Says Scott Gregor, of Master Plan Remodeling in Portland, OR, “Having a Web site seems to qualify me. People expect it. And when you can say, ‘Check out my Web site,’ it seems to assure them that I am the kind of cutting-edge remodeler they want to consider working on their project.”
If you are not on the Web yet, you’re not alone. According to the latest Remodeling Market Index (RMI), while 96% of survey respondents indicated they own a personal computer at work, only 48% currently have a company Web site. If you are part of the 52% without Web sites, don’t worry, you still have time to remedy the situation and grow your business.
Create a ‘Living,’ Evolving Online Company Brochure
By creating a Web site, remodelers can produce a “living” company brochure, one that can easily be updated economically (sometimes for no charge) and at less cost than creating and re-creating most print advertising.
John Keohane, of Keohane Construction in Dedham, MA, views his company’s Web site as advertising. “Everyone has an ad in the Yellow Pages to give themselves credibility. My Web site is another advertising avenue to show people who we are and what we do, and it enables them to get more information about our company,” Keohane says. “We actually have the Web site because in today’s market you need credibility, and to some people not having a Web site leads to thoughts that you are not a good company.”
Mark Anderson, of Persona Kitchen and Bath Solutions in Wichita, KS, agrees. “We know people use our site to check us out and make sure we are legitimate,” he says.
“We view our Web site as a low-pressure qualifier. People also like to see what projects we have done and what we can do before they call,” Anderson adds. “We also use our Web site to promote our beautiful showroom. We include a map to our offices and showroom.”
The Sky’s the Limit
Actually, the Internet is virtually limitless. So, when establishing your Web site, let your imagination run free. Depending on future company plans and your Webmaster’s savvy, you can include almost anything on your Web site — links to manufacturers, customer communication tools, audio or video testimonials, virtual project updates, etc.
“I learned some time ago that linking to major manufacturers is the key to increase your traffic,” says Mike Carden, of MUI Corporation in Vestavia Hills, AL. His potential customers know about Hardi-Plank, Therma-Tru and other top name products, so he reasons that the best way to increase leads is to link to the major manufacturers that are a part of his business.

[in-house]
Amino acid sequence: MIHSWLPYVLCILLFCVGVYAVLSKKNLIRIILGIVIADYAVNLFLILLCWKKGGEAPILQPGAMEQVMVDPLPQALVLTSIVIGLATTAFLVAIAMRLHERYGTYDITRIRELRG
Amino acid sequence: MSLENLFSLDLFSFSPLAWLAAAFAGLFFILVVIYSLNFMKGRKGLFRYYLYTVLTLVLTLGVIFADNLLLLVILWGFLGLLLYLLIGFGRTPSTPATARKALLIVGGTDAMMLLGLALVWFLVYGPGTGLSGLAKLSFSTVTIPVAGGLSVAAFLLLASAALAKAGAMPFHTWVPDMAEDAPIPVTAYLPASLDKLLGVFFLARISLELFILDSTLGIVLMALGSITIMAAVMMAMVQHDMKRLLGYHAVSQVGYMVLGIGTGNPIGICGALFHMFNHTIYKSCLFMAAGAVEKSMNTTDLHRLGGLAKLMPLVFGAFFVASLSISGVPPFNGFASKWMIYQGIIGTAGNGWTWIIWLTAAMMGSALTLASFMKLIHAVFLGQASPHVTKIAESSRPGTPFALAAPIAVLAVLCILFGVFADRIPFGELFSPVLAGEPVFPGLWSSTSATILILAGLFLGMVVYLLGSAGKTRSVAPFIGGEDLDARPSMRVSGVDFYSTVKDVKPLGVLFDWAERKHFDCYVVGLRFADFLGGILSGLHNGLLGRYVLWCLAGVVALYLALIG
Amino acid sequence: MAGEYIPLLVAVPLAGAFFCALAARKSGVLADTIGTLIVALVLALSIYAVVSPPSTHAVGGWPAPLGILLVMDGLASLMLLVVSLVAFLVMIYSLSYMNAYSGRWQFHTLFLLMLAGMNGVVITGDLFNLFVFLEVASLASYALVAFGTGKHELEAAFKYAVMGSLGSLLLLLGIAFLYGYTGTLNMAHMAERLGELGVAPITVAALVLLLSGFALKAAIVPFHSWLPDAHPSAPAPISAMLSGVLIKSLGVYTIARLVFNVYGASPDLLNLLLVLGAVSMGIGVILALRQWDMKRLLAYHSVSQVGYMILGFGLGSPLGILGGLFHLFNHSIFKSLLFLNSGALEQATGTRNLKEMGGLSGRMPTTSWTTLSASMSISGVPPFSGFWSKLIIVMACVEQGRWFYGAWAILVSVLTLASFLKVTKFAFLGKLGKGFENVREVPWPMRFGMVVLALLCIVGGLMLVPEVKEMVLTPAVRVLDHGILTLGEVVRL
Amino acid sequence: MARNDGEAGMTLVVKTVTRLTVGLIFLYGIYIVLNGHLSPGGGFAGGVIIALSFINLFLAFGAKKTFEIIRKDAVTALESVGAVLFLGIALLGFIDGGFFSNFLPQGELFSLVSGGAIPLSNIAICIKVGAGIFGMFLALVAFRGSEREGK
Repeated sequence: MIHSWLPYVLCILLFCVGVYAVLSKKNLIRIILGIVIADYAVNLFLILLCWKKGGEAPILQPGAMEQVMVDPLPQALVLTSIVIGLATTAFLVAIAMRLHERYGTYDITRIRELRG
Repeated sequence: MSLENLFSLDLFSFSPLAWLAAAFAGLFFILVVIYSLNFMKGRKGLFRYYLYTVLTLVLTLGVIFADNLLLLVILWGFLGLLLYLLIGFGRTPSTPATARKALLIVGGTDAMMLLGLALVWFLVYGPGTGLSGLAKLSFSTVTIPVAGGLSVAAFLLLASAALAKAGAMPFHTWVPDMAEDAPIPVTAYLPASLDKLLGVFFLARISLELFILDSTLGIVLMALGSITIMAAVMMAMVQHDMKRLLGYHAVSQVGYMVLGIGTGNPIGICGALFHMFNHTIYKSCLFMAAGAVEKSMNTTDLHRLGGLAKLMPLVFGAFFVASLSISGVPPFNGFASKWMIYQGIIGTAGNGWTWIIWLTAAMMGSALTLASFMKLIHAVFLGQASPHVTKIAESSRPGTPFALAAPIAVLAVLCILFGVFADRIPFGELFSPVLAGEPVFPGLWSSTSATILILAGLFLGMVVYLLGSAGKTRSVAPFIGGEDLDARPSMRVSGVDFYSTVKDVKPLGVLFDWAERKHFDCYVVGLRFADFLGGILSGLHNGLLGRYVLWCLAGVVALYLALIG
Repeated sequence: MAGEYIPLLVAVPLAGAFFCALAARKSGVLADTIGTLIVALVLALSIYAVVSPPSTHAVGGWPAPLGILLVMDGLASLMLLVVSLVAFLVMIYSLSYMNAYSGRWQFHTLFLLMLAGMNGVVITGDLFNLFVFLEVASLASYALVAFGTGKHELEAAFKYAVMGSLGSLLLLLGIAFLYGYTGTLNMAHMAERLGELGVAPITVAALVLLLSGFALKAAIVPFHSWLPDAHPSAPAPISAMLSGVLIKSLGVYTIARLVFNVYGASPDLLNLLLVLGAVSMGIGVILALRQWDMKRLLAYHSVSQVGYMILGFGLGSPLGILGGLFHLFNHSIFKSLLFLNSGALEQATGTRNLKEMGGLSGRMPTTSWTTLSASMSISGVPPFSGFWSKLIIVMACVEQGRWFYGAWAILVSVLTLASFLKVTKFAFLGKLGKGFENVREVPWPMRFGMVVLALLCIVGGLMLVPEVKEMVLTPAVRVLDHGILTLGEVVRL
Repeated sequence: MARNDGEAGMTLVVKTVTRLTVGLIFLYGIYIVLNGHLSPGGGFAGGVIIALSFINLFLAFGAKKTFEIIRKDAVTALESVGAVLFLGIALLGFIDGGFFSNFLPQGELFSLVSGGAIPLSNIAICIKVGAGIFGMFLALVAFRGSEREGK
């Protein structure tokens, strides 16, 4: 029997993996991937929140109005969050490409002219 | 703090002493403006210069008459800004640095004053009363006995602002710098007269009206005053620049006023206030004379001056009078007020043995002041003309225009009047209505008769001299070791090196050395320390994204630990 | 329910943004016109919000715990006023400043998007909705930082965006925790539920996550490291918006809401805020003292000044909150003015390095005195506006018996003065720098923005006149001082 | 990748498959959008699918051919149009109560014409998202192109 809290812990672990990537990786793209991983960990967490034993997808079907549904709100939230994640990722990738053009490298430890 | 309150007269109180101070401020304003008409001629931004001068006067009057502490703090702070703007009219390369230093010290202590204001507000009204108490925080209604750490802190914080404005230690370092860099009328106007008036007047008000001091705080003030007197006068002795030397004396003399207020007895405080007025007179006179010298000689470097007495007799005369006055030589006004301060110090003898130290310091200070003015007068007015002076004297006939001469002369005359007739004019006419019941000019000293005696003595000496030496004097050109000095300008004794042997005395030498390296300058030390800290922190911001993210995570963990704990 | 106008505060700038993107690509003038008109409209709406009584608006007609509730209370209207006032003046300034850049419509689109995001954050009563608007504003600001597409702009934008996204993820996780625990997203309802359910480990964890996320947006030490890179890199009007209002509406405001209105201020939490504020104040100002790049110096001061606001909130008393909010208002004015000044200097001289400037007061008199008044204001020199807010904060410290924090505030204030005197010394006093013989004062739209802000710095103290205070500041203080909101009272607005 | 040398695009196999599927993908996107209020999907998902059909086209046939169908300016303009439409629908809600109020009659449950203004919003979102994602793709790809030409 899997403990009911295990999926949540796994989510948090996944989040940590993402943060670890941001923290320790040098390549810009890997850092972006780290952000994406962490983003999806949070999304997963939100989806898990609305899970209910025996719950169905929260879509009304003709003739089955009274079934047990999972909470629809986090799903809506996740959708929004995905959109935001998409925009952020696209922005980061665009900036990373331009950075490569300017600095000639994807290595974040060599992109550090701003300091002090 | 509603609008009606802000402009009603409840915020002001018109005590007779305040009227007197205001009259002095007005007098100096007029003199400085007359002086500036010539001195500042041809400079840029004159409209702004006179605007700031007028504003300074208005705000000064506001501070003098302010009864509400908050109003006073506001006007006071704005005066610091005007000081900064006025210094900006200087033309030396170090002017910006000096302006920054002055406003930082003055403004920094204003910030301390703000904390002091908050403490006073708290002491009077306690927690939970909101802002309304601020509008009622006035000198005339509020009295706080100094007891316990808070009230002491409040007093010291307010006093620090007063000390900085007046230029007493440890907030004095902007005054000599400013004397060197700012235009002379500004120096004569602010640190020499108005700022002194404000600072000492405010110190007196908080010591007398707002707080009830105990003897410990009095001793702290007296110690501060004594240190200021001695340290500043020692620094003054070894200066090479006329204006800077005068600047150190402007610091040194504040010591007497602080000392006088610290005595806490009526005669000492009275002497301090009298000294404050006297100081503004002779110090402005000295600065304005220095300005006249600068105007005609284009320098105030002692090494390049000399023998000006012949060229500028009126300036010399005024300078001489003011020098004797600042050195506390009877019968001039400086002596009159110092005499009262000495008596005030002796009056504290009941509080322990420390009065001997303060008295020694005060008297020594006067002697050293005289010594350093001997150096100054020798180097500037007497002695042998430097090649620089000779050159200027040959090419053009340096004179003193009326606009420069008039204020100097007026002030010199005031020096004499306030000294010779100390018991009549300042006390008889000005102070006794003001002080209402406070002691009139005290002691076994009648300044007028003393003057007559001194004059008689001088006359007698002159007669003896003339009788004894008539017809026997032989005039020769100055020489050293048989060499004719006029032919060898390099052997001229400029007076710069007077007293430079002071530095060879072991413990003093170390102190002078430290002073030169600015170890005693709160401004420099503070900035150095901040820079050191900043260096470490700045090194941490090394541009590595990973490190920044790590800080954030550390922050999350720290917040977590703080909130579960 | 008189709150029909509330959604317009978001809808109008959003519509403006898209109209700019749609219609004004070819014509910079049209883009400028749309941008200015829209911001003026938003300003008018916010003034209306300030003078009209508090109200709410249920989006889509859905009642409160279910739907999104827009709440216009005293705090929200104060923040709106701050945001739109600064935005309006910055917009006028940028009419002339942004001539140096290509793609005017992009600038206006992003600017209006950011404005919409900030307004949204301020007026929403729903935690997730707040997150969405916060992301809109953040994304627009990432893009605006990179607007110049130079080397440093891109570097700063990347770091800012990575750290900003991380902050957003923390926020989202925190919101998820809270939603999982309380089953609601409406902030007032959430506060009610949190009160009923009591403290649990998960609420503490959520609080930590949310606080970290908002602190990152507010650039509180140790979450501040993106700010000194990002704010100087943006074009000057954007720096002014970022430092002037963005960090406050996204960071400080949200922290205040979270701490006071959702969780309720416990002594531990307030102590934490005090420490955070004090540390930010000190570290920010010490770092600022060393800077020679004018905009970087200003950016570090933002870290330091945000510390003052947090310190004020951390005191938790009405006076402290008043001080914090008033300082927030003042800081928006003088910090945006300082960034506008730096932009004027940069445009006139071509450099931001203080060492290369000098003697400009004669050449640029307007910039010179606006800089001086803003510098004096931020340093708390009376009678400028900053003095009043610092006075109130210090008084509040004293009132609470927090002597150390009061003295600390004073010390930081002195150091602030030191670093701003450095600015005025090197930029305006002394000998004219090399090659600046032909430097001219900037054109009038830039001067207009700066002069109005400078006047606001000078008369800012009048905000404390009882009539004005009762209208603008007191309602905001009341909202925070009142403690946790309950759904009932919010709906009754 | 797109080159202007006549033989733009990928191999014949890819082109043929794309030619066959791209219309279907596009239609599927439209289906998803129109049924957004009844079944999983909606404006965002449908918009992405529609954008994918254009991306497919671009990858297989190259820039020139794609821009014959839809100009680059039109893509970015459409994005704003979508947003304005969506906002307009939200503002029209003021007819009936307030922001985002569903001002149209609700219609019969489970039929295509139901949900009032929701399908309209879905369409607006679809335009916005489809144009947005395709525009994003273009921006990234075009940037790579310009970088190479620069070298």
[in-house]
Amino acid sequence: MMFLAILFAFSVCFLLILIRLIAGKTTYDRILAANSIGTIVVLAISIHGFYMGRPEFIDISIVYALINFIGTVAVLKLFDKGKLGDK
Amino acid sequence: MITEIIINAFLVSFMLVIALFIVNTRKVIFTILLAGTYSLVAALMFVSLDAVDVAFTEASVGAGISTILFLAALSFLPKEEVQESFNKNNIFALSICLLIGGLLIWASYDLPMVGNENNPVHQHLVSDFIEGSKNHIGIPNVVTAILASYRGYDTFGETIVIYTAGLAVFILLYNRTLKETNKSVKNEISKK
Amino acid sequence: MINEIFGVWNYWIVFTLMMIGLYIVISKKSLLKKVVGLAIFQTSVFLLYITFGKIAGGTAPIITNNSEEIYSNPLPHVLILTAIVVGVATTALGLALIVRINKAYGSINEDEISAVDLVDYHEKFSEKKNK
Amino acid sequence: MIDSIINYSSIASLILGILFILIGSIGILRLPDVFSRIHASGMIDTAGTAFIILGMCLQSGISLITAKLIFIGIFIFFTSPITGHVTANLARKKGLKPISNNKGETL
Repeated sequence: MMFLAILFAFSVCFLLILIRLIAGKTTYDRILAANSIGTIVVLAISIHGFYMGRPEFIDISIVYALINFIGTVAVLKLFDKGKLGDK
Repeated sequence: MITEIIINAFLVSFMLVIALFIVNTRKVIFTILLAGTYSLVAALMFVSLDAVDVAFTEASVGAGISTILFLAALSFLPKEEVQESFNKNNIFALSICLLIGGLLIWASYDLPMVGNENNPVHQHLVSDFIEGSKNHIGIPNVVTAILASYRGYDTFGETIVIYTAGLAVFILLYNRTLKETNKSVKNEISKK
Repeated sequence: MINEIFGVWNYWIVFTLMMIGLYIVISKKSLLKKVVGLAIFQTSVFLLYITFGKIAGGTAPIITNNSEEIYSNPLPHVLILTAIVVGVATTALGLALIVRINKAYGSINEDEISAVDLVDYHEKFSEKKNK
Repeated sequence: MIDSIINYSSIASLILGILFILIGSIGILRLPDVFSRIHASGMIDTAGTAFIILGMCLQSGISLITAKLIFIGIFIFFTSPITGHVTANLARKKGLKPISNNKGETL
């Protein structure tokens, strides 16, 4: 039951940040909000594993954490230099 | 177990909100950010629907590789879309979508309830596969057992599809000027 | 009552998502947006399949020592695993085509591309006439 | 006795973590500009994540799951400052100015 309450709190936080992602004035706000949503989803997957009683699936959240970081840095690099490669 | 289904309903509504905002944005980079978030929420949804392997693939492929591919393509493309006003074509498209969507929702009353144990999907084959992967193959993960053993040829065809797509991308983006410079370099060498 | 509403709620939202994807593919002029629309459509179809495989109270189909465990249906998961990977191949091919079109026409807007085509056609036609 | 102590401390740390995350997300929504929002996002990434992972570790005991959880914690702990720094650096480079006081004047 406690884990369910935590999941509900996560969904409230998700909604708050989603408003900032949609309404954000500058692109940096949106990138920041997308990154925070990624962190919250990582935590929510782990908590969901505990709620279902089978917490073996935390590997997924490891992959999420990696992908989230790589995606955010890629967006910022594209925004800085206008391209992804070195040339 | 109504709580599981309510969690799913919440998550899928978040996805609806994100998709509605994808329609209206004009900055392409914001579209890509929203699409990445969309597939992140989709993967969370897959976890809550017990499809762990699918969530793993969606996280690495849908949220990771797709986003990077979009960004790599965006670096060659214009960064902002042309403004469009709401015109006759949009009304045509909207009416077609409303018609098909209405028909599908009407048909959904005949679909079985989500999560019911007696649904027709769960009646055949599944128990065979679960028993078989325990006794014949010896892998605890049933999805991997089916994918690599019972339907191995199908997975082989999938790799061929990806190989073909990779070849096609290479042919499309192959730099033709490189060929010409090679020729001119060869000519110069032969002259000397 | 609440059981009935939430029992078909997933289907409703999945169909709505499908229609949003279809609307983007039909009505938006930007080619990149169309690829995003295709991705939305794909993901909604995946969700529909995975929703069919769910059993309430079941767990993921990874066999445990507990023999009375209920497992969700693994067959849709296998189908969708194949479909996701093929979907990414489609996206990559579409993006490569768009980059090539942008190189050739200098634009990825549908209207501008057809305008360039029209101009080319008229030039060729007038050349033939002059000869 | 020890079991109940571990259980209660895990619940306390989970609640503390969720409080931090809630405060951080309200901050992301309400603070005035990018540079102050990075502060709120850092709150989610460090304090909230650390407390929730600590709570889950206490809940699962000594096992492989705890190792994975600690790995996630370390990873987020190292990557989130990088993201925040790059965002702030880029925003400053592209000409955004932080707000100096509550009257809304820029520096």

Anderson also links to manufacturers so his customers can see more style and product options than they would see just viewing his existing projects. “We also link to our local HBA’s Web site to show customers we belong to a professional organization. It helps add legitimacy.”
Arthur Kriens, of Kriens Construction in Sioux Falls, SD, sees his site as an evolving portfolio. “We use our Web site as a presentation book that includes pictures of our projects, and our future plans include expanding the presentation book so potential customers will have a good idea of who we are and what we do before they call,” he says. “We believe this will set us apart from our competition and the ‘one-guy-in-a-truck’ operators.”
So, You Want a Web Site, Too?
Where to start?
James E. Hatfield, of Hatfield Construction, Inc., in Colorado Springs, says to keep your Web site simple and easy-to-navigate site and to provide basic, yet pertinent, information and pictures of your work.
Other pointers to consider include:
- Create a professional look.
- Use your site to reflect who you are and what you do. This is an ideal place to pump up your company.
- Include company information and project pictures.
- Spend the money for that high quality, professional site.
“Remember, we as remodeling contractors strive to be professional and our sites should reflect that commitment,” points out Chuck Russell, of Westhill, Inc., in Woodinville, WA.
Lora Deller, of Red Oak Remodeling in York, PA, adds, “Look at other sites in your industry to get ideas to help you start. Pull out ideas that you like and dislike. Look at your competitors’ sites to see how you can make your site different.”
Finally, almost all company owners with Web sites agree — hire a professional Web designer. You are good at what you do; let a professional Web designer do what he or she does best. When deciding whom to use, choose a Web designer you can relate to easily, because you will be working together closely. Just like you would advise your customers to shop around for the “right” contractor, shop around for the right Web designer by looking at sites they have designed.
“Companies without Web sites need to realize that Web sites are not just a fad,” Anderson points out. “This is where consumers get information and do research."
“Today, consumers are more educated and know what they are looking for, and having a Web site is the most cost-effective way to get your company out in front of these potential clients,” he adds. “If you don’t have a Web site the consumer notices, you end up missing an opportunity.”
The NAHB University of Housing Offers Courses and Designation Programs
The NAHB University of Housing offers a variety of business management courses and professional designation programs that set builders and remodelers apart from the competition. For a complete list of current offerings, click here.